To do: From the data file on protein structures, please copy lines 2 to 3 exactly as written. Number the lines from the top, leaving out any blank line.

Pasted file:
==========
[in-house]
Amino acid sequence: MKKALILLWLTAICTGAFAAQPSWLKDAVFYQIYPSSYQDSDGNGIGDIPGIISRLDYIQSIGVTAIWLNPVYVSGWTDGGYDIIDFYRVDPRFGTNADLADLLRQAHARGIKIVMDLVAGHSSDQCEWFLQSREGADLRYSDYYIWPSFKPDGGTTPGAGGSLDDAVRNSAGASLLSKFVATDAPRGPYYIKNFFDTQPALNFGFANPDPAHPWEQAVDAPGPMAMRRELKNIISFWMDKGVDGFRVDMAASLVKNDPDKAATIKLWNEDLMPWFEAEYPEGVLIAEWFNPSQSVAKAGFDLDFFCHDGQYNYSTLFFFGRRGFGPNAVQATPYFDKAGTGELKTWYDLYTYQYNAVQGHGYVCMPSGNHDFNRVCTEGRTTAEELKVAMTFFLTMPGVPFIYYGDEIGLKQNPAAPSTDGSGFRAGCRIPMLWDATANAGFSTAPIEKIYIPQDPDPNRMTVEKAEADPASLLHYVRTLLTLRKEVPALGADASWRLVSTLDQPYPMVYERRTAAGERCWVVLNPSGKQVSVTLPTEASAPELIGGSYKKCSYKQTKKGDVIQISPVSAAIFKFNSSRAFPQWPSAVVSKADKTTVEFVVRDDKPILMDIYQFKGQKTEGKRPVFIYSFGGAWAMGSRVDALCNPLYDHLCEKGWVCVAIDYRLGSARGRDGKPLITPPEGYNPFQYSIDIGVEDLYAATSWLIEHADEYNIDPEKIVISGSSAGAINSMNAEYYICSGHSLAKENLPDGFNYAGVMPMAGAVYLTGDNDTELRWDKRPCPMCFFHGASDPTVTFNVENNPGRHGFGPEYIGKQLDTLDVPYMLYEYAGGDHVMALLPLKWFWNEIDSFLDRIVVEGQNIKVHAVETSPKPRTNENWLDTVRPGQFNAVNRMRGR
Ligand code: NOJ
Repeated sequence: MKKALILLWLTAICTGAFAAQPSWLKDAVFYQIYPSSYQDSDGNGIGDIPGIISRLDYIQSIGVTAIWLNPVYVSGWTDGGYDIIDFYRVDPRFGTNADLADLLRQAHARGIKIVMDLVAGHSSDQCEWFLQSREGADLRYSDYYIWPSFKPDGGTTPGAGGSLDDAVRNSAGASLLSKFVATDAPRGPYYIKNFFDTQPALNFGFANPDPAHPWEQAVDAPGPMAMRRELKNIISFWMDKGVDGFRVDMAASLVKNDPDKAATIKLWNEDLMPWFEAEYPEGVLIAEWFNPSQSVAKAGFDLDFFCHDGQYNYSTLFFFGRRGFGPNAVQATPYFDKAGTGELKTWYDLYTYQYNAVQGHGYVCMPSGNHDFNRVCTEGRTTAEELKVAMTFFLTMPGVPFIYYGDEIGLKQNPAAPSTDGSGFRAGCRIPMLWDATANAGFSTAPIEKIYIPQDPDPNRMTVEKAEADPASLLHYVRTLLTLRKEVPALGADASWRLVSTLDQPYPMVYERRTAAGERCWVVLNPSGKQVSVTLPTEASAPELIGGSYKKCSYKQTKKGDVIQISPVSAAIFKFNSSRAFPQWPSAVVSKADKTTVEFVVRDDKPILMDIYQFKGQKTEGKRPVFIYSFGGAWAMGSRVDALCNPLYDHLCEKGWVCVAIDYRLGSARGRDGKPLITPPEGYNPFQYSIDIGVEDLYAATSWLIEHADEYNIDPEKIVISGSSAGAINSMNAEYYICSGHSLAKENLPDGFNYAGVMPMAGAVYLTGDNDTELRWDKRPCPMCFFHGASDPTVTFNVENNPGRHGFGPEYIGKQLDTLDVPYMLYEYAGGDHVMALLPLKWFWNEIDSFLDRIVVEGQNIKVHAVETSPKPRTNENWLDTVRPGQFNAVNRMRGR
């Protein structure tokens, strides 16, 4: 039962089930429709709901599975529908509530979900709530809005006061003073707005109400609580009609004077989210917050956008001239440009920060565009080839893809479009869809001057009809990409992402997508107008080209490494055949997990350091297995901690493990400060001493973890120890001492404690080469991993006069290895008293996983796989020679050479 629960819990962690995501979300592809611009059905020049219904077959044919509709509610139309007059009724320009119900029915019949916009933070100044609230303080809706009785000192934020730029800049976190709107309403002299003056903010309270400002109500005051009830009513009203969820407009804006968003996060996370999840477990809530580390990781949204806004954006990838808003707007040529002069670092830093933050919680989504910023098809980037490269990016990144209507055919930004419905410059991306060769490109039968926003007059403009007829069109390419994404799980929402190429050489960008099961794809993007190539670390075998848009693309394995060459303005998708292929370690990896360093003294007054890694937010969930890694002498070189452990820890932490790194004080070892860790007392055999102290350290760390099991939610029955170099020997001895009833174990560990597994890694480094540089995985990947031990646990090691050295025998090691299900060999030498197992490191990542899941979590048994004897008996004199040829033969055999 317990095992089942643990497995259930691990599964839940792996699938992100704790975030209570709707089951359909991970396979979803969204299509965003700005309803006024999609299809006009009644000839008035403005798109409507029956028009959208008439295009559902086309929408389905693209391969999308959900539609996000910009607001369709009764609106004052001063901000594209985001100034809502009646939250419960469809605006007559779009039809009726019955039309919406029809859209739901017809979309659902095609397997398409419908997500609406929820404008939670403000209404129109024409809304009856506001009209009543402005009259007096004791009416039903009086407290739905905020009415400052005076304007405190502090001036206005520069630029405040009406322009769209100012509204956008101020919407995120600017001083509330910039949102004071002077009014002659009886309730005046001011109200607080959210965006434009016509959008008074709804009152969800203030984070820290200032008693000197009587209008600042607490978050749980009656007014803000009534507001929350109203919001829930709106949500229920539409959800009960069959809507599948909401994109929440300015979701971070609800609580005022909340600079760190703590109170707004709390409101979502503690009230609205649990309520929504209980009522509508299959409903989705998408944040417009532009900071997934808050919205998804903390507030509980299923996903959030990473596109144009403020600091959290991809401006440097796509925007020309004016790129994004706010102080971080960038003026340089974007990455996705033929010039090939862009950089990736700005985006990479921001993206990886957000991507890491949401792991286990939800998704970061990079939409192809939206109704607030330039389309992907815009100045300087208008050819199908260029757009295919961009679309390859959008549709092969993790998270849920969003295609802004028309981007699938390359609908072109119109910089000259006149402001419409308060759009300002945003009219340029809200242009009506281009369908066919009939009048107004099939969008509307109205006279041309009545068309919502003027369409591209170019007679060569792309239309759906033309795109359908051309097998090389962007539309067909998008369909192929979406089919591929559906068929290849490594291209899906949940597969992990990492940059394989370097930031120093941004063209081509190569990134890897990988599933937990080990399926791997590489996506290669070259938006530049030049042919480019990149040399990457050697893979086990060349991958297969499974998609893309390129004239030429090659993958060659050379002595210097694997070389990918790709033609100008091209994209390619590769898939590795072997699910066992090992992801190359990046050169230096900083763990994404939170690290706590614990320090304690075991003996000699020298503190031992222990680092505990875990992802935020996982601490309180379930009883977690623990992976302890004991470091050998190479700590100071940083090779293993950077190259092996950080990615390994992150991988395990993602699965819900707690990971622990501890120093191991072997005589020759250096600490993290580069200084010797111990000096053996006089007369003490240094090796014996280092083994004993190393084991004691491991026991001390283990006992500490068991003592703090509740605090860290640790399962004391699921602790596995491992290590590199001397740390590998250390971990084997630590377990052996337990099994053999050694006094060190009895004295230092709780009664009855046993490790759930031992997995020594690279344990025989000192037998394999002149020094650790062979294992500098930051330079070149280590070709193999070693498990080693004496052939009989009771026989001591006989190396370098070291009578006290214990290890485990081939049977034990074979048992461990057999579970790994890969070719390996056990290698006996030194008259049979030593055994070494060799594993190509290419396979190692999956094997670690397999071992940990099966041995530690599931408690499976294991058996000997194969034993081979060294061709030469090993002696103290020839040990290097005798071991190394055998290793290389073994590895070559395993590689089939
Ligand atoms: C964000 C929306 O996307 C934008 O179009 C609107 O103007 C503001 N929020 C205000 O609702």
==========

Amino acid sequence: MKKALILLWLTAICTGAFAAQPSWLKDAVFYQIYPSSYQDSDGNGIGDIPGIISRLDYIQSIGVTAIWLNPVYVSGWTDGGYDIIDFYRVDPRFGTNADLADLLRQAHARGIKIVMDLVAGHSSDQCEWFLQSREGADLRYSDYYIWPSFKPDGGTTPGAGGSLDDAVRNSAGASLLSKFVATDAPRGPYYIKNFFDTQPALNFGFANPDPAHPWEQAVDAPGPMAMRRELKNIISFWMDKGVDGFRVDMAASLVKNDPDKAATIKLWNEDLMPWFEAEYPEGVLIAEWFNPSQSVAKAGFDLDFFCHDGQYNYSTLFFFGRRGFGPNAVQATPYFDKAGTGELKTWYDLYTYQYNAVQGHGYVCMPSGNHDFNRVCTEGRTTAEELKVAMTFFLTMPGVPFIYYGDEIGLKQNPAAPSTDGSGFRAGCRIPMLWDATANAGFSTAPIEKIYIPQDPDPNRMTVEKAEADPASLLHYVRTLLTLRKEVPALGADASWRLVSTLDQPYPMVYERRTAAGERCWVVLNPSGKQVSVTLPTEASAPELIGGSYKKCSYKQTKKGDVIQISPVSAAIFKFNSSRAFPQWPSAVVSKADKTTVEFVVRDDKPILMDIYQFKGQKTEGKRPVFIYSFGGAWAMGSRVDALCNPLYDHLCEKGWVCVAIDYRLGSARGRDGKPLITPPEGYNPFQYSIDIGVEDLYAATSWLIEHADEYNIDPEKIVISGSSAGAINSMNAEYYICSGHSLAKENLPDGFNYAGVMPMAGAVYLTGDNDTELRWDKRPCPMCFFHGASDPTVTFNVENNPGRHGFGPEYIGKQLDTLDVPYMLYEYAGGDHVMALLPLKWFWNEIDSFLDRIVVEGQNIKVHAVETSPKPRTNENWLDTVRPGQFNAVNRMRGR
Ligand code: NOJ